(This is part of an ongoing series of photos and family artifacts that are NOT related to my own lines, but rather things I have found in the world – at flea markets, antique stores, eBay auctions, and beyond: valuable genealogical artifacts, desperately needing to be returned to their families. Since 2009, I have managed to reunite over 250 of these items with descendants and relatives, but there are still many cases where I’ve yet to find a rightful heir. If the people depicted below are of interest to you, or if you have additional information, feel free to contact me – I’d love to speak further.)
I’ve spent much of this year organizing and researching some photos I obtained early in my “photo rescuing” efforts. Unfortunately, with these, I have no idea where I bought them, and I’ve yet to make a successful “reunion” for many of them. But, armed with the desire to find a more permanent home for these, I’ve decided to start this blog series. If nothing else, I can document my attempts and put this information on the web, where someone might stumble upon it. Today’s entry is one such photo, a cabinet card, probably from the 1880s or 1890s, featuring two brothers.
“A. J. Hersh / Hanson Hersh – Brothers”
The only real clues I had, to start, were these names written on the back of this cabinet card. I knew the photo was taken in Hanover, Pennsylvania, due to the photographer’s logo on the front. (As far as technology has progressed, I constantly find myself grateful to the advertising mechanisms of the 19th century photography trade: they’ve helped me identify hundreds of photographs over the years!)
I took the few clues and headed over to Ancestry.com. For this type of photo reunion project, it’s usually my first stop – given the wide array of available resources – and also the proliferation of Member Trees, where I might locate a descendant with relative ease.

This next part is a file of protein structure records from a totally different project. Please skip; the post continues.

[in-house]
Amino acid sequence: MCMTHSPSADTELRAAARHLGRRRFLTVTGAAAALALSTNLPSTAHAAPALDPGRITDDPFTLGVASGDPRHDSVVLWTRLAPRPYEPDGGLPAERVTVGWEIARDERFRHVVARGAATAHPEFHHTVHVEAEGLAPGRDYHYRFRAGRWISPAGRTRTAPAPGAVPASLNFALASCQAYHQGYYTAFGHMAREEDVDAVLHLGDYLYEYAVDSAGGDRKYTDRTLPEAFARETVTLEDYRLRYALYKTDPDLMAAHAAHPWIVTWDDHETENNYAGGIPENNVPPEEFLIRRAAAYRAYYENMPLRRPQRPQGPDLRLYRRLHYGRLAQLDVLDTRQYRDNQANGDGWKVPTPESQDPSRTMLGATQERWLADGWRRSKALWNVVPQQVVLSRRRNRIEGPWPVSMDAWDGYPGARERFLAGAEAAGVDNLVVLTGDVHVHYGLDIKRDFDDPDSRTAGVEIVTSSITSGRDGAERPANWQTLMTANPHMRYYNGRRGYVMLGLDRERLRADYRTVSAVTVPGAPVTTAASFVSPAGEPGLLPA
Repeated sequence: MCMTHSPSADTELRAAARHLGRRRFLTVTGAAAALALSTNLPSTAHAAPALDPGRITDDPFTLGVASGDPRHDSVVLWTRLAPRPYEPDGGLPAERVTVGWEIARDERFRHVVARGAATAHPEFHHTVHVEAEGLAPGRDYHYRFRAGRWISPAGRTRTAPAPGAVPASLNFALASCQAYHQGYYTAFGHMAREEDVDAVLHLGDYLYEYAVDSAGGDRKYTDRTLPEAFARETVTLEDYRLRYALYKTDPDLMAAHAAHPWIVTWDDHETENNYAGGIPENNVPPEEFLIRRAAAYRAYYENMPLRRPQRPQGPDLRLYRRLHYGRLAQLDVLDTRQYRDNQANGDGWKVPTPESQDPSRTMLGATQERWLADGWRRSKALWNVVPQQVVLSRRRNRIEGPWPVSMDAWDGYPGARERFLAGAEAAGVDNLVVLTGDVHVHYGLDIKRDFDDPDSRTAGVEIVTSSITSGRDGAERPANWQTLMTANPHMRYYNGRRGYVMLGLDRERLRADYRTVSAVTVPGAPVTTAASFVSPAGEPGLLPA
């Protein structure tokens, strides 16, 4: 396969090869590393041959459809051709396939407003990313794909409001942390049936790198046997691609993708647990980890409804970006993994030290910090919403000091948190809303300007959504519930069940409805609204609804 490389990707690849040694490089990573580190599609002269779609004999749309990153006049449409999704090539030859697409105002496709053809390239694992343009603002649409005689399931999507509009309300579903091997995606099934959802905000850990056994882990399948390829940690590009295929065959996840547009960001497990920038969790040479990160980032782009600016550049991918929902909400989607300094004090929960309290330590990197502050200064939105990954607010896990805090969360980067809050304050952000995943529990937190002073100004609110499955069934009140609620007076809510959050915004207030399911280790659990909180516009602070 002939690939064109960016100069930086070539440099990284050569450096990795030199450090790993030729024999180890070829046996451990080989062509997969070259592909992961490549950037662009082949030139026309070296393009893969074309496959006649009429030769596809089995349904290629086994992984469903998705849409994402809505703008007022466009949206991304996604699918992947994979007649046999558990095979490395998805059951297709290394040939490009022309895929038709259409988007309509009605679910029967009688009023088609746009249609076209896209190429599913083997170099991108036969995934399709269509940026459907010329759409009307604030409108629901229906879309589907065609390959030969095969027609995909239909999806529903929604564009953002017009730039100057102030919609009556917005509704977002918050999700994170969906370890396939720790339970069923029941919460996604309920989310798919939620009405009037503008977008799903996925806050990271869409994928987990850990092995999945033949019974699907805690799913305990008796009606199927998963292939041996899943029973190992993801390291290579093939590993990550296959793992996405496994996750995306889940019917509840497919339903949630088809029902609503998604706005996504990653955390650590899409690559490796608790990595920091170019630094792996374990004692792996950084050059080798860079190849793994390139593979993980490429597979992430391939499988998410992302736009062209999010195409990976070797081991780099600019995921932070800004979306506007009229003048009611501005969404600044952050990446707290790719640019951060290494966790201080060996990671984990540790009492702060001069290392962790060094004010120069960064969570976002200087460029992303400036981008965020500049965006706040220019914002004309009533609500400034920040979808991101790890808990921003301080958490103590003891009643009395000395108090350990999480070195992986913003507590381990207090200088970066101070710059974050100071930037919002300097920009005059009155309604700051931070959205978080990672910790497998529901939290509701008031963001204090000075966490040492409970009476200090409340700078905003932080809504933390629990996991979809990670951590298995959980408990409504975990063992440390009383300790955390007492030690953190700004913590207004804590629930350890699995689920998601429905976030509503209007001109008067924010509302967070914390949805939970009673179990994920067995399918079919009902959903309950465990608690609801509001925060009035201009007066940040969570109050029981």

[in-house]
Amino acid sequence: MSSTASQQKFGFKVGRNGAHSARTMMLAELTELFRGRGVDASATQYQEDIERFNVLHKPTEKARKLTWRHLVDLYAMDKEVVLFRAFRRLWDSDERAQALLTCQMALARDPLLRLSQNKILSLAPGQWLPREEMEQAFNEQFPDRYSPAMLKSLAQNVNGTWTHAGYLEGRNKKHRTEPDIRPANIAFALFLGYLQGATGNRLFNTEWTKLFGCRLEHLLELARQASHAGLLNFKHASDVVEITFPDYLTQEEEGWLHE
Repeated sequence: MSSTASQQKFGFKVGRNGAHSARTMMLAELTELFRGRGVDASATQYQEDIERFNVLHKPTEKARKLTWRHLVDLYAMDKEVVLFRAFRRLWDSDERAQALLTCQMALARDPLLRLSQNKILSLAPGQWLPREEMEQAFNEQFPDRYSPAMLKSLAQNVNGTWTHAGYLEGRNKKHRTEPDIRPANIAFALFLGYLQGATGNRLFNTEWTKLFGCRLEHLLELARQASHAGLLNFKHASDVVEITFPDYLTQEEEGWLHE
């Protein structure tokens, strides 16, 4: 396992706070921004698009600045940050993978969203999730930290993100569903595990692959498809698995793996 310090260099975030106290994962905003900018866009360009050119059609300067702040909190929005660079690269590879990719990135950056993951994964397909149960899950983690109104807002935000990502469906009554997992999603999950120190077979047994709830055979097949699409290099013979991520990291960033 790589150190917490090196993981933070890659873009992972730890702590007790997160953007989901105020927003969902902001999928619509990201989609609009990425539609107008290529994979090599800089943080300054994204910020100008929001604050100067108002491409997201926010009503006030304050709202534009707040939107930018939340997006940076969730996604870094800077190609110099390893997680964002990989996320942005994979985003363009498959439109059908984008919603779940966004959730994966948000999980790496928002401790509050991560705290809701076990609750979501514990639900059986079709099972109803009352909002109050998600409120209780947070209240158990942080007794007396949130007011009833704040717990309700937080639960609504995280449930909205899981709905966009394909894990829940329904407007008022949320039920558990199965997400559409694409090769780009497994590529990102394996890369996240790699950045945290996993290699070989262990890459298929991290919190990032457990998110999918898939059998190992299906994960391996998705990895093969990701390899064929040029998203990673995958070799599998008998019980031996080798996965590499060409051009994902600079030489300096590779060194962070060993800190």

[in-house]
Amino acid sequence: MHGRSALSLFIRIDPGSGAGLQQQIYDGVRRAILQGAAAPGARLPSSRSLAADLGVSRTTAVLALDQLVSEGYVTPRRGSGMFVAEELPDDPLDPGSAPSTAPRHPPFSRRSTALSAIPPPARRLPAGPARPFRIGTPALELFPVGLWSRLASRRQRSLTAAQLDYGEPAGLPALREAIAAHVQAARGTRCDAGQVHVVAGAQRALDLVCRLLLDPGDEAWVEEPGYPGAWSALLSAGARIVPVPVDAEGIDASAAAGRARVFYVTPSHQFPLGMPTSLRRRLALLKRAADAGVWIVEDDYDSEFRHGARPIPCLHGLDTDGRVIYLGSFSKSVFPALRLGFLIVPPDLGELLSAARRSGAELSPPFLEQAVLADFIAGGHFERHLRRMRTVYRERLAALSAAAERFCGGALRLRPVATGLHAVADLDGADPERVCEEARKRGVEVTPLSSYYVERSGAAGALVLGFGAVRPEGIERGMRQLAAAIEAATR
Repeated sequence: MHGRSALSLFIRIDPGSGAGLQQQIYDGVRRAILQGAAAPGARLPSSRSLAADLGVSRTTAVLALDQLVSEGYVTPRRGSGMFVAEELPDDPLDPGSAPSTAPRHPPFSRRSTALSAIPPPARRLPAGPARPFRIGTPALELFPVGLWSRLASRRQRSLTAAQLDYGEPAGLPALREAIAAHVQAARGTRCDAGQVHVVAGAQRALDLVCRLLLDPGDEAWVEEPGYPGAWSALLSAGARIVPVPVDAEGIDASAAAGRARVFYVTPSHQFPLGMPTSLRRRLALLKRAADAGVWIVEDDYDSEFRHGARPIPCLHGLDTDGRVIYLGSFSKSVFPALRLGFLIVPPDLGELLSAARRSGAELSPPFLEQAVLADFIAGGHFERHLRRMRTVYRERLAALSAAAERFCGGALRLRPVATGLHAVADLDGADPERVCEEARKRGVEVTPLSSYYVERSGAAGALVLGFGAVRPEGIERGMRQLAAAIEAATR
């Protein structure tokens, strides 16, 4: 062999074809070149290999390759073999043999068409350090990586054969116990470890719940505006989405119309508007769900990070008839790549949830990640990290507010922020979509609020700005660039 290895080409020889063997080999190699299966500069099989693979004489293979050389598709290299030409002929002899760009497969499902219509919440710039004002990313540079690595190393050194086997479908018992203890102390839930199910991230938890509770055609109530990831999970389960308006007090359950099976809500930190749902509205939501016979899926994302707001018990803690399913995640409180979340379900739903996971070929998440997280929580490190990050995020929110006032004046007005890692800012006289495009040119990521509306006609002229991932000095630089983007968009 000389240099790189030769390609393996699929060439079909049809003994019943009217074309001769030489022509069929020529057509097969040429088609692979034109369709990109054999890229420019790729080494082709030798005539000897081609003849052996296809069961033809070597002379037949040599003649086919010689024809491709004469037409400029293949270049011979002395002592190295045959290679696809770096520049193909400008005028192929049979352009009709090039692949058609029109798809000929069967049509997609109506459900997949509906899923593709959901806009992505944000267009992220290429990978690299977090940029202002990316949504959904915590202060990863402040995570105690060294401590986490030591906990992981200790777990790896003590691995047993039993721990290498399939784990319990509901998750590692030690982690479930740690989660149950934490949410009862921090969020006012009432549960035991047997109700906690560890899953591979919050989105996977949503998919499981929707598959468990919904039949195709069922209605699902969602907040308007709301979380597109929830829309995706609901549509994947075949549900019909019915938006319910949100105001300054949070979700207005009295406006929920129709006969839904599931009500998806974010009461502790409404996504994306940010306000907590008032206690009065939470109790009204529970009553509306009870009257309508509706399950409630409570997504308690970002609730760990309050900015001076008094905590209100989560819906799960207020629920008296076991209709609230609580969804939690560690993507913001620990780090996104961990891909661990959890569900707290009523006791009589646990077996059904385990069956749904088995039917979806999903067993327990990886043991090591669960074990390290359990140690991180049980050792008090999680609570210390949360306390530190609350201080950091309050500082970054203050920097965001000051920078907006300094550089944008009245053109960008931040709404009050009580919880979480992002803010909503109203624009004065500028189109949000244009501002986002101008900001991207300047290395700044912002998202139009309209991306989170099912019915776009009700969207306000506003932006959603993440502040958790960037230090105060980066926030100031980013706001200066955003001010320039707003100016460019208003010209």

Having searched for a Hanson Hersh who lived in Hanover, PA, the first promising lead was a FindAGrave page, and, as luck would have it, it linked to a sibling, Alfred John. Given the relative timeline and location, I was certain I had found our gentlemen – but of course wanted to consult some primary sources as well. I found the brothers together in the 1850 U.S. Census and other supporting documents made it clear that these were the same brothers in question, and I could further posture that this picture might have been taken while A.J. was visiting Hanson, as Hanson lived most of his life in close proximity to Hanover, where the shot was taken.
Though it’s always a joy to find an identified photo, we’re often greeted with dilemmas. In this case, there’s no easy to way to distinguish the two brothers from one another. Although I’m exceedingly grateful for the relationship identifier, they were born just two years apart – it would be speculative guesswork to assign an identity to one or the other.
While, to my eye, the man on the right looks older than the man on the left, I think a case could be made in either direction. If I were to conduct in-depth research, here, I’d look for any sort of physical description in extant records. These men would have been too old for the 1917 World War I draft (and Hanson died in 1915 but who’s to say that facial hair or lack thereof would remain constant through the decades. That would, however, be a place to start. Beyond that, I’d attempt to find extant photographs of either man – to see if an exact identification is possible.
For now, I’ve reached out to the person who maintains many of the family graves and inter-linked relationships on FindAGrave, to see how she is connected. When time allows, I’ll begin doing some descendancy research: both men had children, but I haven’t had time to go much beyond that first generation. For the time being however, I’ve scanned the photo on both sides and uploaded it here – if you know anything about this family, or if you’re researching these gentlemen, don’t hesitate to reach out!